British Prime Minister Boris Johnson announced that England will be going in lockdown for the third time as the new fast-spreading variant of Covid-19 has brought about a sharp rise in the spread of the pandemic.
The new measures have been announced after six days in which an excess of 50,000 infections were reported across the UK. The UK’s chief medical officers advised that such a state of affairs was unsustainable, and that hospitals risked being overwhelmed by Covid-19 patients if the situation remained unchanged.
In light of this, the UK government is telling people to stay at home except for specific reasons, including essential shopping, work – in case working remotely is not possible – exercising, seeking medical treatment and escaping domestic abuse.
English schools are moving to remote learning as from Tuesday, with Johnson observing that while children were unlikely to be affected by the new variant of Covid-19, they could nevertheless act as vectors of transmission.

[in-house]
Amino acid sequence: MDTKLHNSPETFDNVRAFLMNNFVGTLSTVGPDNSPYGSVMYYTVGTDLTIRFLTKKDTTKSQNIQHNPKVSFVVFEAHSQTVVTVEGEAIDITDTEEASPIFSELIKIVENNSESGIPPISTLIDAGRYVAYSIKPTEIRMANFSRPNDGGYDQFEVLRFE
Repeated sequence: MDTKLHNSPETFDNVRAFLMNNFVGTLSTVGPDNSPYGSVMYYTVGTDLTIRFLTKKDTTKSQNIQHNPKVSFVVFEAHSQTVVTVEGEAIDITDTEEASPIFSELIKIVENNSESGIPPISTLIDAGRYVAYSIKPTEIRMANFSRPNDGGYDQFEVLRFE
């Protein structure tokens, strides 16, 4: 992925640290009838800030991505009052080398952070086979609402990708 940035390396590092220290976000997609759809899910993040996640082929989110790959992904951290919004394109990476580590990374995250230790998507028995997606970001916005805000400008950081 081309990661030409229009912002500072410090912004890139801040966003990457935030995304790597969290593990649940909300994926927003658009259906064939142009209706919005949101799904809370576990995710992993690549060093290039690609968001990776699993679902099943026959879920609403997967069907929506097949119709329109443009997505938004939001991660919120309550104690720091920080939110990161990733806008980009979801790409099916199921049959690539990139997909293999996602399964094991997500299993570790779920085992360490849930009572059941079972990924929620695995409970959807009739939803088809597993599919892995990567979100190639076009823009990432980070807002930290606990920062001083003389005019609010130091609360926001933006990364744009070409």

The British PM also expressed hopes that vaccination could help provide a way out, noting how the pace of vaccination was accelerating with the approval of the Oxford University/AstraZeneca vaccine. The British government is hoping to provide the first dose of the vaccine to everyone in the top 4 priority categories by the middle of February, with Johnson stating that this could see England move out of lockdown by then and cautiously start loosening restrictions.
The UK government can only set Covid-19 restrictions in England: the measures in Scotland, Wales and Northern Ireland are the responsibility of each nation’s devolved government. However, Scottish First Minister Nicola Sturgeon similarly announced that Scotland will go on lockdown at midnight, and in Wales, the reopening of schools after the Christmas holidays has been delayed until at least 18 January.